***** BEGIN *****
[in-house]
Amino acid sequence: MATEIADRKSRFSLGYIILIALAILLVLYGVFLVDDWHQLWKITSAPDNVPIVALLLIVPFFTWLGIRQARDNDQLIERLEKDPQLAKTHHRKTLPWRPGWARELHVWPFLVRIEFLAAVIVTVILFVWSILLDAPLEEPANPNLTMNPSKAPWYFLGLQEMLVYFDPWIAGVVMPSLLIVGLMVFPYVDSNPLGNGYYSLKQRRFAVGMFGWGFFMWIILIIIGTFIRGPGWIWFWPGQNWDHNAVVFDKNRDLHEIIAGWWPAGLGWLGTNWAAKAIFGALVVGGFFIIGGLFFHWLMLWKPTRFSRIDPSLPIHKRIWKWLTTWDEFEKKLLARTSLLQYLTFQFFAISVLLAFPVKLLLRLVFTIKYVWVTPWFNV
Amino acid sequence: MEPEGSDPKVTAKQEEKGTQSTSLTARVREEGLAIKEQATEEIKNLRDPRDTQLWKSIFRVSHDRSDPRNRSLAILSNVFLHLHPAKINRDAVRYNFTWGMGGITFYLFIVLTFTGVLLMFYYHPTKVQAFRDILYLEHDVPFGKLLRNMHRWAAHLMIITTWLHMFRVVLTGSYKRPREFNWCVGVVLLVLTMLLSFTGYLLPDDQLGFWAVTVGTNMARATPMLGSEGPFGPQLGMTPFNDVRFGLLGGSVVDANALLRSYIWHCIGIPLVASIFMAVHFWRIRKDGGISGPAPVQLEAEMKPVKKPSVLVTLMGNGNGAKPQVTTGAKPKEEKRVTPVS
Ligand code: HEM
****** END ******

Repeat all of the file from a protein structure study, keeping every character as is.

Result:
[in-house]
Amino acid sequence: MATEIADRKSRFSLGYIILIALAILLVLYGVFLVDDWHQLWKITSAPDNVPIVALLLIVPFFTWLGIRQARDNDQLIERLEKDPQLAKTHHRKTLPWRPGWARELHVWPFLVRIEFLAAVIVTVILFVWSILLDAPLEEPANPNLTMNPSKAPWYFLGLQEMLVYFDPWIAGVVMPSLLIVGLMVFPYVDSNPLGNGYYSLKQRRFAVGMFGWGFFMWIILIIIGTFIRGPGWIWFWPGQNWDHNAVVFDKNRDLHEIIAGWWPAGLGWLGTNWAAKAIFGALVVGGFFIIGGLFFHWLMLWKPTRFSRIDPSLPIHKRIWKWLTTWDEFEKKLLARTSLLQYLTFQFFAISVLLAFPVKLLLRLVFTIKYVWVTPWFNV
Amino acid sequence: MEPEGSDPKVTAKQEEKGTQSTSLTARVREEGLAIKEQATEEIKNLRDPRDTQLWKSIFRVSHDRSDPRNRSLAILSNVFLHLHPAKINRDAVRYNFTWGMGGITFYLFIVLTFTGVLLMFYYHPTKVQAFRDILYLEHDVPFGKLLRNMHRWAAHLMIITTWLHMFRVVLTGSYKRPREFNWCVGVVLLVLTMLLSFTGYLLPDDQLGFWAVTVGTNMARATPMLGSEGPFGPQLGMTPFNDVRFGLLGGSVVDANALLRSYIWHCIGIPLVASIFMAVHFWRIRKDGGISGPAPVQLEAEMKPVKKPSVLVTLMGNGNGAKPQVTTGAKPKEEKRVTPVS
Ligand code: HEM